Topic: Snowpiercer: Fixing the Train

I find the strong favorable response to Snowpiercer strange. It's not a bad movie, but it's mostly nonsense that is pretty well acted. It occurs to me that there are fixes possible, tho. (I know, me and Harvey Weinstein: tight like brothers against these damn visionary directors supported by the Internets.)

Number one: the idea of a train driving around a frozen world continuously for 17 years. If that's what you want, then the engine has to be nuclear. There are various genuine proposals for small nukes. Apparently the press kit claimed it had a perpetual motion engine because that's what the reviews all say, which is idiotic.

Number two: the reason they don't stop the train. The movie never addresses this. But if you say that the climate catastrophe that ruined the world resulted in a rolling superstorm, you not only have a reason to keep them moving and a reason the entire rest of the world died, but you also have a great spectacle for your ending: train stops, storm catches up.

Number three: the paying passengers. Why are the paying passengers still living the high life after 17 years? When the entire world is destroyed, your ticket is void. The only solution I see to this is to say that the paying passengers funded the construction of the train itself, so they are its real owners, and this is still its maiden cruise.

Number four: where the hell did all those guards come from? How many security people do you think a cruise ship has? Eight? There must bee 100 guards on the Snowpiercer, with dozens of guns and 17 years worth of ammo. There need to be fewer guards, genuinely out of ammo, and they're people from the front who broke rules and people from the back who turned against their own.

Number five: the tail passengers. So a bunch of people crowd into the back of the train as it prepares for its maiden voyage because... winter suddenly set in? Again, if there is a rolling superstorm, this suddenly makes sense. Population control is obviously going to be an issue, but I guess we can infer that they get fed to the front passengers as meat (where else does Ed Harris get steak after 17 years?), but it should be explicit. Evans' speech is very explicit about the cannibalism that went on initially.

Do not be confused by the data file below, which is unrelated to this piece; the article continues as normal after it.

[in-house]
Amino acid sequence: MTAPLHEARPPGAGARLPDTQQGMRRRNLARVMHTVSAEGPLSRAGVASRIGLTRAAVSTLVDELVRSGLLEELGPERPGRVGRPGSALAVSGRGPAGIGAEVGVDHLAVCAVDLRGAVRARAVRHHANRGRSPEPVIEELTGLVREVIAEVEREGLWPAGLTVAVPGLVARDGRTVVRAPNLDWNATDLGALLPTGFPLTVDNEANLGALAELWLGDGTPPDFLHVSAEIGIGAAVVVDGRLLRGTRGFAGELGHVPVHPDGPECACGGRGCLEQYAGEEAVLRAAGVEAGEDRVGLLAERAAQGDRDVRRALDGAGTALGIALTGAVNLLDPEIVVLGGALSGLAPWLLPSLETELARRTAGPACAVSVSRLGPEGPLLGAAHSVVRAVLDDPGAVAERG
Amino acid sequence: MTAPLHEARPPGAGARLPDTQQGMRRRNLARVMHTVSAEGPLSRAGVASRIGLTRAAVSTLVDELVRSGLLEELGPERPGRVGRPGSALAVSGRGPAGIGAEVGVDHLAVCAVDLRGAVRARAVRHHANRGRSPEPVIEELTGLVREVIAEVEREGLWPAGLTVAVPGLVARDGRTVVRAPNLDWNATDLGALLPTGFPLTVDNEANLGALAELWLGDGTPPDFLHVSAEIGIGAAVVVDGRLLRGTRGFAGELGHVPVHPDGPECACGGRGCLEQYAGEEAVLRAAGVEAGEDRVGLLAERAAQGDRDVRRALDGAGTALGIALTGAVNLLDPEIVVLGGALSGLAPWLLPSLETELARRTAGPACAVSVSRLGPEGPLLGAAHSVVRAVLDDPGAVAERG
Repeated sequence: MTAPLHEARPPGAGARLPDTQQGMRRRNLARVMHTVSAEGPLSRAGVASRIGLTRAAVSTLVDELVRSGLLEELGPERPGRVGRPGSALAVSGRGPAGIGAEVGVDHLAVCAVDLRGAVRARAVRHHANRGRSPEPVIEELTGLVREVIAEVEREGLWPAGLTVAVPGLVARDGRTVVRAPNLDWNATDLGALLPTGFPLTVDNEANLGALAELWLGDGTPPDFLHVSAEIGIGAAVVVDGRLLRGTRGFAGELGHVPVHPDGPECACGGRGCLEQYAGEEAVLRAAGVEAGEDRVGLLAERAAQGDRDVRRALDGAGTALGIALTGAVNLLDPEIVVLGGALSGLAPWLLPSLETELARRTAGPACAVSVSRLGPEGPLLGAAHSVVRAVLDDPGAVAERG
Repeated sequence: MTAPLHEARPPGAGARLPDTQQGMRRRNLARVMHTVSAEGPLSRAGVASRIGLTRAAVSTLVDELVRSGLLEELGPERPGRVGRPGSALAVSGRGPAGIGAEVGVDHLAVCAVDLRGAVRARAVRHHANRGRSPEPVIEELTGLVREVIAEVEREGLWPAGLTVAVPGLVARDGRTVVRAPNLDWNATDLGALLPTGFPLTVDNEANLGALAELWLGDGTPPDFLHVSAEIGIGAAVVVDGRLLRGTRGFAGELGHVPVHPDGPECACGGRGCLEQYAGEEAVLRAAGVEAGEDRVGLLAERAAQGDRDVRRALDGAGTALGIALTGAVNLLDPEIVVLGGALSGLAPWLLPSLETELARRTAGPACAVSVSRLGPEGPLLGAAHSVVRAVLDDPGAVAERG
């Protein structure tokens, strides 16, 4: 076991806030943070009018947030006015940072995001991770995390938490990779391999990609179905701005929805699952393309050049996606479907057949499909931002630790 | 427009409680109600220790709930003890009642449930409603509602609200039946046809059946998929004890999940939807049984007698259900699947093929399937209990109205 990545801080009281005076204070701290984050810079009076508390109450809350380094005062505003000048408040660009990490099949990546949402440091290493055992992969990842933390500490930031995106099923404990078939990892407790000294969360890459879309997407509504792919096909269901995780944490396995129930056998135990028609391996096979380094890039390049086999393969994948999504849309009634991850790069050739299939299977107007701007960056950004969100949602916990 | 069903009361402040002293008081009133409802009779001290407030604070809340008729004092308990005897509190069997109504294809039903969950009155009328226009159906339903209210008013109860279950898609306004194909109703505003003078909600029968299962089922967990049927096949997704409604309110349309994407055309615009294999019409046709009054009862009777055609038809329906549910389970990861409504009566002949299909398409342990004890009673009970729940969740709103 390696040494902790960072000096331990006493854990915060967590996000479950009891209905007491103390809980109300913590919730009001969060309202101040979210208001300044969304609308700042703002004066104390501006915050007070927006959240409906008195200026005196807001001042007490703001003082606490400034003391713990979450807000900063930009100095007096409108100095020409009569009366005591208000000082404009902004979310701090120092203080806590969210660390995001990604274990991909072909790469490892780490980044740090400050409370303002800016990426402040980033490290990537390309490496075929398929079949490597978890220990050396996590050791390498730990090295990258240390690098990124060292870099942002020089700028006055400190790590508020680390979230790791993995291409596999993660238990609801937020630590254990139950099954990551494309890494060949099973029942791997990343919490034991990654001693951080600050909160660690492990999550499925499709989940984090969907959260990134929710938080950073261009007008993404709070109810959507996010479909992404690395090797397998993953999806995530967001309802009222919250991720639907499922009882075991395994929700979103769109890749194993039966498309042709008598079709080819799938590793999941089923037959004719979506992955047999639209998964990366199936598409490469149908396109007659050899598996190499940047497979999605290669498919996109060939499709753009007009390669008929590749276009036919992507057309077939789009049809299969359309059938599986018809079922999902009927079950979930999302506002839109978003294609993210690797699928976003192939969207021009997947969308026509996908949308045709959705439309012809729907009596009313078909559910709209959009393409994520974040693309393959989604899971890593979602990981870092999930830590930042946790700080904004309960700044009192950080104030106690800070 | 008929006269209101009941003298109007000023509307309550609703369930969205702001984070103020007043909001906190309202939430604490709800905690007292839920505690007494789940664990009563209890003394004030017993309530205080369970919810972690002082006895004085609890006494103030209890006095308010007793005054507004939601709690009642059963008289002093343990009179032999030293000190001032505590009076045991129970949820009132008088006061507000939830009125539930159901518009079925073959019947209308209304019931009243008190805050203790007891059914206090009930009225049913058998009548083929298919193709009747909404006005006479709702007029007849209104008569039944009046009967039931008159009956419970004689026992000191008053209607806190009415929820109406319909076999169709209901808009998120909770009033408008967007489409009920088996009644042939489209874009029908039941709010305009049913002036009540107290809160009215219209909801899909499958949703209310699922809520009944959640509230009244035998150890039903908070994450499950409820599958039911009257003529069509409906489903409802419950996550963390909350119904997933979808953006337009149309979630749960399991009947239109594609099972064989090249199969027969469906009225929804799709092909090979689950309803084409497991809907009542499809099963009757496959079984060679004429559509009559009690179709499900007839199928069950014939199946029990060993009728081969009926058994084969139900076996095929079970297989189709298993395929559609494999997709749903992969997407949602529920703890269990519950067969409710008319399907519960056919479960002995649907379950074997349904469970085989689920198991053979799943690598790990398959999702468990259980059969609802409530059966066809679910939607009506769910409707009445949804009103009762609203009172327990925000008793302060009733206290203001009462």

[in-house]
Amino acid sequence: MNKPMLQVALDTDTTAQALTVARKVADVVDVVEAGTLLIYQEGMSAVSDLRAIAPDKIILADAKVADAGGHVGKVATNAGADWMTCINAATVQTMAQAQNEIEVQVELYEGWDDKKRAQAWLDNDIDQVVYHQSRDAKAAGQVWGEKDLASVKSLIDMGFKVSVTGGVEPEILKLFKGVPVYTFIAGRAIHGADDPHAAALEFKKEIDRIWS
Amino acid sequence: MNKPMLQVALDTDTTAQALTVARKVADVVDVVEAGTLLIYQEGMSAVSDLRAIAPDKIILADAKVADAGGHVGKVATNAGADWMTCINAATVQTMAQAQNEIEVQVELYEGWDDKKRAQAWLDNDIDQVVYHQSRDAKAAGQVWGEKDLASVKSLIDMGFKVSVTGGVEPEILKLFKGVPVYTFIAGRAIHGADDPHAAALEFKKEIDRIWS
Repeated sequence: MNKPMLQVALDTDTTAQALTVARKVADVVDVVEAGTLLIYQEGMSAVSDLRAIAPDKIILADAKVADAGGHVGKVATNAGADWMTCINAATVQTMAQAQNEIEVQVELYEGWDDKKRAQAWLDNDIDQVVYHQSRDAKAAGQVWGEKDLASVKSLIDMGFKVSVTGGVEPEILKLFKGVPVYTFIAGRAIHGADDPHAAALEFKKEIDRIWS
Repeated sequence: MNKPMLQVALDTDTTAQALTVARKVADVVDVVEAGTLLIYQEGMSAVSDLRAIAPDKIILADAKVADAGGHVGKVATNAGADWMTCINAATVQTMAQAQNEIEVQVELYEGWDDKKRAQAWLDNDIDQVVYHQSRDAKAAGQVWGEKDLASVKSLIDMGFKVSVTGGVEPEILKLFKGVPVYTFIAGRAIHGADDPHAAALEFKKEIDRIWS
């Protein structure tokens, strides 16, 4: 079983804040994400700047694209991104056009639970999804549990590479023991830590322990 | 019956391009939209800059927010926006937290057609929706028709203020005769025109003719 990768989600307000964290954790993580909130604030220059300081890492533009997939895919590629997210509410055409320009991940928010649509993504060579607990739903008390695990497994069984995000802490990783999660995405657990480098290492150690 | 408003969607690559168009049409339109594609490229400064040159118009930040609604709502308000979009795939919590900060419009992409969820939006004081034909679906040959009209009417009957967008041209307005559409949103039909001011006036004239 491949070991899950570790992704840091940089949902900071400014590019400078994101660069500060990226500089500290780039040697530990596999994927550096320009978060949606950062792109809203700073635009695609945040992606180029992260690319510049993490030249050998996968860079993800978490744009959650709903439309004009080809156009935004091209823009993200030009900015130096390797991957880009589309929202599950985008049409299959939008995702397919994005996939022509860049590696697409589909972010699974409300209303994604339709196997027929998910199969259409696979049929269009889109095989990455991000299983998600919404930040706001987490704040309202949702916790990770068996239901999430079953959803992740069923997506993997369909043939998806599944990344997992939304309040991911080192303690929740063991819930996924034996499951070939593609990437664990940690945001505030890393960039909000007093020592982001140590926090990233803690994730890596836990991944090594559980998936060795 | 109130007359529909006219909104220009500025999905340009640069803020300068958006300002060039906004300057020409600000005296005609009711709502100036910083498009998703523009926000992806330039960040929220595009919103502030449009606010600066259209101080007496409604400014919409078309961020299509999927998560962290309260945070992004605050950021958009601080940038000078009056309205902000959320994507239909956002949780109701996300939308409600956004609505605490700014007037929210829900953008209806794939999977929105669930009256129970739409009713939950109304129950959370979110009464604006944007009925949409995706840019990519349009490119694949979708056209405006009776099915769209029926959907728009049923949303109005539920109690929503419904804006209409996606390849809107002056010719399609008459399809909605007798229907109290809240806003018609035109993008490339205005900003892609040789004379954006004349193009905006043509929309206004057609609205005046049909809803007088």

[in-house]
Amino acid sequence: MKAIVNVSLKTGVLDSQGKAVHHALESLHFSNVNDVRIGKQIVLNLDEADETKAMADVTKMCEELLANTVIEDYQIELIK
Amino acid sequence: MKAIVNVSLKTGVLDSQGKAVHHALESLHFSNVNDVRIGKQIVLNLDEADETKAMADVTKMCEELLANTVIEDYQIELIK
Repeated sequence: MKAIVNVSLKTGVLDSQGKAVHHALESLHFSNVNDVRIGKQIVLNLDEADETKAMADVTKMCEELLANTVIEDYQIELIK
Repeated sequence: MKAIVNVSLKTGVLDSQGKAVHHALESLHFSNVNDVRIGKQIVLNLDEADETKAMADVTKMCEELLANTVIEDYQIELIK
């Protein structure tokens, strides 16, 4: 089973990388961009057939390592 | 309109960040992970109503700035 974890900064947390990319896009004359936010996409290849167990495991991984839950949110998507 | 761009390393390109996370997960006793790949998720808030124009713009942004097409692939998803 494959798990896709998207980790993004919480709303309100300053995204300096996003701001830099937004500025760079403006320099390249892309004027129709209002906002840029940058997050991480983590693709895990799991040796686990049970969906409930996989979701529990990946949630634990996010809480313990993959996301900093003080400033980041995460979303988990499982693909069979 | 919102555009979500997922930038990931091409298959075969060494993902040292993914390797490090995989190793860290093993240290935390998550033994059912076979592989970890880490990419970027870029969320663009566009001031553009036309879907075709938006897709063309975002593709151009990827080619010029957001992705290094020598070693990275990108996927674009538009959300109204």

Here's the thing tho: there don't seem to be all that many tail passengers. Evans mentions 1000 in the beginning. Judging by the number of sub-17-year-old kids in the classroom, the rest of the train surely has a couple of thousand adults. Wilford seems to keep tail passengers just so he can use their kids to keep the train running. Plus he uses a few to replace service workers (the food processor guy and the musician). His other uses should be more explicit: the medical unit needs a stock of blood and organ donors.

Number six: Wilford being not batshit insane. Here is a guy who was crazy enough to create a kind of millennium ship, and it just happened to become the last sanctuary of all mankind, and for 17 years he's had to figure out how to keep it going. This guy is going to be totally insane but also desperate to be understood. "I've done all I could! I'm trying to keep humanity alive, and you're complaining about having to eat bugs? I had to invent that to keep you from starving! Even the front passengers are one bad harvest away from starving. Do you have a better idea?"

Number seven: destroying the train. In the end, the film makers seem to just throw up their hands and go "This can't end well. Let's just blow it up." It's so lazy. "I just want to tell a story about the courageous struggle of the lower classes against the upper classes. And, you know, how it's totally hopeless." The only survivors of the crash immediately meet a polar bear, which is probably going to eat them.

How about Chris Evans stops the train in a tunnel and lets the superstorm roar past, then they stop some place where they can scavenge supplies with plenty of time and not have to use child labor (which was poorly visualized but probably could be done better). Old man Wilford was too crazy to ever stop the train, since his whole concept was about never stopping. It was designed to be serviced by another train that would deliver supplies. So the first thing they do is find that train, still waiting in its station to depart. That will sustain them for years, and they have an entire planet of canned goods to scavenge while the weather gradually improves. Flattening out the class structure reduces the suffering to a minimum for the time being. Crazy security/drug guy nearly ruins Evans' plan but provides the final action beat when he ends up killing himself and taking some other bad guys with him.

Maybe that's TOO optimistic, but I don't really see a reason for telling this story without a more hopeful ending.

Last edited by Zarban (2015-03-30 04:44:55)

Warning: I'm probably rewriting this post as you read it.

Zarban's House of Commentaries

Re: Snowpiercer: Fixing the Train

I was surprised by the raves as well. The whole social commentary aspect was half-hearted. It's a film most interested in seeing how well it can make its own cool-looking storyboards come to life, not social commentary.

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Re: Snowpiercer: Fixing the Train

My fix would for this to be a video game instead of a movie.

One Time @ Bland Camp...

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